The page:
(Bloomberg) -- Google failed to persuade a judge to throw out accusations that it systematically pays minority employees less than their White counterparts.

A California state judge tentatively ruled that a former employee can proceed with claims that the Alphabet Inc. unit violated the Equal Pay Act in how it treated her and other “non-White” workers. 

Ana Cantu, who identifies as ethnically Mexican and racially Indigenous, argues she was held back as her White peers were promoted. Her allegations that Google discriminated against other employees were thrown out in August because she didn’t provide specifics, but the judge tentatively reinstated the claims in Wednesday’s ruling, concluding that Cantu added sufficient supporting facts in her amended complaint. 

A Google spokesperson said in a statement that the company strongly disagrees with the complaint.

“We are absolutely committed to paying, hiring and leveling all employees fairly and equally and for the past nine years, we have run a rigorous pay equity analysis to make sure salaries, bonuses and equity awards are fair,” according to the statement. “We also undertake rigorous analyses to ensure fairness in role leveling and performance ratings.” 

Santa Clara County Superior Court Judge Sunil R. Kulkarni said on the court’s website that Google can challenge the tentative ruling before it becomes final at a hearing Thursday. 

The lawsuit Cantu filed in 2021 in San Jose alleges discrimination, harassment and retaliation. She also brought a claim under the state’s Private Attorneys General Act, or PAGA, which gives employees the right to step into the shoes of the state labor commissioner to bring enforcement actions.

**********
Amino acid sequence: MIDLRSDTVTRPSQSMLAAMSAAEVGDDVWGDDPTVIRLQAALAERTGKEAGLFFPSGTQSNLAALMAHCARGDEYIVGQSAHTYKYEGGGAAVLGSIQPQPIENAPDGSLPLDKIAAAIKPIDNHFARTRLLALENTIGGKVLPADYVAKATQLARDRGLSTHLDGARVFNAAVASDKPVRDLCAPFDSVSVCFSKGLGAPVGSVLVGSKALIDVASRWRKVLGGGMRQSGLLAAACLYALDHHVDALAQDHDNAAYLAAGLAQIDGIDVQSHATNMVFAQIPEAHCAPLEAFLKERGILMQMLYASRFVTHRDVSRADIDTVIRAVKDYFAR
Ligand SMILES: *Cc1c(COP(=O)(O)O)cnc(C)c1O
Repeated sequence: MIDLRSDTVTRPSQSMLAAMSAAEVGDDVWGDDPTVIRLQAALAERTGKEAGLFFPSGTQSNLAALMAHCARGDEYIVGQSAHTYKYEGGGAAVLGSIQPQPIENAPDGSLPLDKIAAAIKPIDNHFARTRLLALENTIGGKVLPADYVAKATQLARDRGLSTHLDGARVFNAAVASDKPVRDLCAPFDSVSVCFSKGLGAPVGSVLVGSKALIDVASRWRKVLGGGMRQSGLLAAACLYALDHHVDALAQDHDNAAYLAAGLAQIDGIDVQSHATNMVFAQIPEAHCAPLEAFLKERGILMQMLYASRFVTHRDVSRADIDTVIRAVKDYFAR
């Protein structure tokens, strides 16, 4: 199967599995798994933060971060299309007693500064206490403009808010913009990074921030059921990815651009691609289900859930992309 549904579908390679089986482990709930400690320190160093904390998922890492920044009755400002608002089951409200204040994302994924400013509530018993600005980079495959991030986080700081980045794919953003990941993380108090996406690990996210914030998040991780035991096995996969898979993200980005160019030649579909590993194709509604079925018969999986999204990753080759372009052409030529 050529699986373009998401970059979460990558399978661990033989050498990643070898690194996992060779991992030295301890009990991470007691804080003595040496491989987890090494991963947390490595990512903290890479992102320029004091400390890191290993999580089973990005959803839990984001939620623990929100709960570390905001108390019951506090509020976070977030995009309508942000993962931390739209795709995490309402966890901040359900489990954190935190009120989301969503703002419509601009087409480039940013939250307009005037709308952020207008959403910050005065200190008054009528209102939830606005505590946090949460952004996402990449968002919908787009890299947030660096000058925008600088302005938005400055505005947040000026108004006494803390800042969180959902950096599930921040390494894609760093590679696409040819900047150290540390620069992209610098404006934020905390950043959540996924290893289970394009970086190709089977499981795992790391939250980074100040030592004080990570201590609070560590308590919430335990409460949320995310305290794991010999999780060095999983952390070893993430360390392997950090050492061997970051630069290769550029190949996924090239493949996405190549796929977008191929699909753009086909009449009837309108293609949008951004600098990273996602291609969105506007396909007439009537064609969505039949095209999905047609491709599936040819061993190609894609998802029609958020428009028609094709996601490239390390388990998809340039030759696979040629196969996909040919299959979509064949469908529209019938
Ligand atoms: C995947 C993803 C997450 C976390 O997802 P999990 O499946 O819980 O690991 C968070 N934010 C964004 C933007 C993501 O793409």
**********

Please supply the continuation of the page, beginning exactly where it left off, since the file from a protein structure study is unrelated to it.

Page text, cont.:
Cantu argues that Google determines salaries based on an employee’s previous jobs, and that the company’s non-White employees are systematically underpaid because they have historically earned disproportionately less.

Google is aware of the pay disparities but failed to take action to equalize employees’ pay, according to Cantu’s revised complaint. Employees who complained about disparities were denied raises or promotions commensurate with their skills, effort and responsibilities, according to the suit.

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Google argued in an October filing that the claims in Cantu’s revised complaint are overbroad and unsupported. 

The complaint “consists of conclusory allegations and is devoid of facts supporting a PAGA claim for any employee other than herself,” the company said.

The case is Cantu v. Google, 21CV392049, California Superior Court, Santa Clara County (San Jose).


--With assistance from Robert Burnson.

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